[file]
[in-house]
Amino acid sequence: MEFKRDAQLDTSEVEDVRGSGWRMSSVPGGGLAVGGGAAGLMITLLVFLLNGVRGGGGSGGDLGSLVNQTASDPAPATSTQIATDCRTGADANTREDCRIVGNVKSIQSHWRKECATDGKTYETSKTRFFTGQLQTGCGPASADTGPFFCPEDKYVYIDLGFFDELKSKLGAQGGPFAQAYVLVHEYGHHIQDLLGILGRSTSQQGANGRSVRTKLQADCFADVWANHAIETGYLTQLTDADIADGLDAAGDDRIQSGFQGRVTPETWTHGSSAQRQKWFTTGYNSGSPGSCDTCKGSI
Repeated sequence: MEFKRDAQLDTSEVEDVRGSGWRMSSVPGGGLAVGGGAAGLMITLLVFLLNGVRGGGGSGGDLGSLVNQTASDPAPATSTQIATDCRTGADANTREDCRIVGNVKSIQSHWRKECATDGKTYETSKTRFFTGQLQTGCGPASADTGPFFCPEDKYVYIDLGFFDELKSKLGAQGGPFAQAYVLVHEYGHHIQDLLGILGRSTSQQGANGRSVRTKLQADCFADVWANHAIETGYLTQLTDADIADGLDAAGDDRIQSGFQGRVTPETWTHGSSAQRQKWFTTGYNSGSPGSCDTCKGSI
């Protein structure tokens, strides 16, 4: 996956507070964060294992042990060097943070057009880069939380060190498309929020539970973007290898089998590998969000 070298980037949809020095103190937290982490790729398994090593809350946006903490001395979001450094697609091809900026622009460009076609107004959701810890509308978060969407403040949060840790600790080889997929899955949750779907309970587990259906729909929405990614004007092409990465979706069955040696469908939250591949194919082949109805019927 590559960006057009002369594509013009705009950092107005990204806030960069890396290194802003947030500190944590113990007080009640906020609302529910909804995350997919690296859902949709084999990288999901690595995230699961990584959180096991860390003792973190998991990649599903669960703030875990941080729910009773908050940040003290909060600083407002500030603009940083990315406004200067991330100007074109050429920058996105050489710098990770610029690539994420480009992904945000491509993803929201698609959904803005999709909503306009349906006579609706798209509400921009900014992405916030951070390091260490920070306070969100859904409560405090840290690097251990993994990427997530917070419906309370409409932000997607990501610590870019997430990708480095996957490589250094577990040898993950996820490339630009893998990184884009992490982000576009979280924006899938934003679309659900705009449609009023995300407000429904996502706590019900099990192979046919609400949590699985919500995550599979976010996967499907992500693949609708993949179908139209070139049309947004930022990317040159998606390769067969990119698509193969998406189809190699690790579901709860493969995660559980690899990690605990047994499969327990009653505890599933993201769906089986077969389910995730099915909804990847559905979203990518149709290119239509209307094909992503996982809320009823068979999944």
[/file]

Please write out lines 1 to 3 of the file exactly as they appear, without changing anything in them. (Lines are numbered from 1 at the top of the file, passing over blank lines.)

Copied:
[in-house]
Amino acid sequence: MEFKRDAQLDTSEVEDVRGSGWRMSSVPGGGLAVGGGAAGLMITLLVFLLNGVRGGGGSGGDLGSLVNQTASDPAPATSTQIATDCRTGADANTREDCRIVGNVKSIQSHWRKECATDGKTYETSKTRFFTGQLQTGCGPASADTGPFFCPEDKYVYIDLGFFDELKSKLGAQGGPFAQAYVLVHEYGHHIQDLLGILGRSTSQQGANGRSVRTKLQADCFADVWANHAIETGYLTQLTDADIADGLDAAGDDRIQSGFQGRVTPETWTHGSSAQRQKWFTTGYNSGSPGSCDTCKGSI
Repeated sequence: MEFKRDAQLDTSEVEDVRGSGWRMSSVPGGGLAVGGGAAGLMITLLVFLLNGVRGGGGSGGDLGSLVNQTASDPAPATSTQIATDCRTGADANTREDCRIVGNVKSIQSHWRKECATDGKTYETSKTRFFTGQLQTGCGPASADTGPFFCPEDKYVYIDLGFFDELKSKLGAQGGPFAQAYVLVHEYGHHIQDLLGILGRSTSQQGANGRSVRTKLQADCFADVWANHAIETGYLTQLTDADIADGLDAAGDDRIQSGFQGRVTPETWTHGSSAQRQKWFTTGYNSGSPGSCDTCKGSI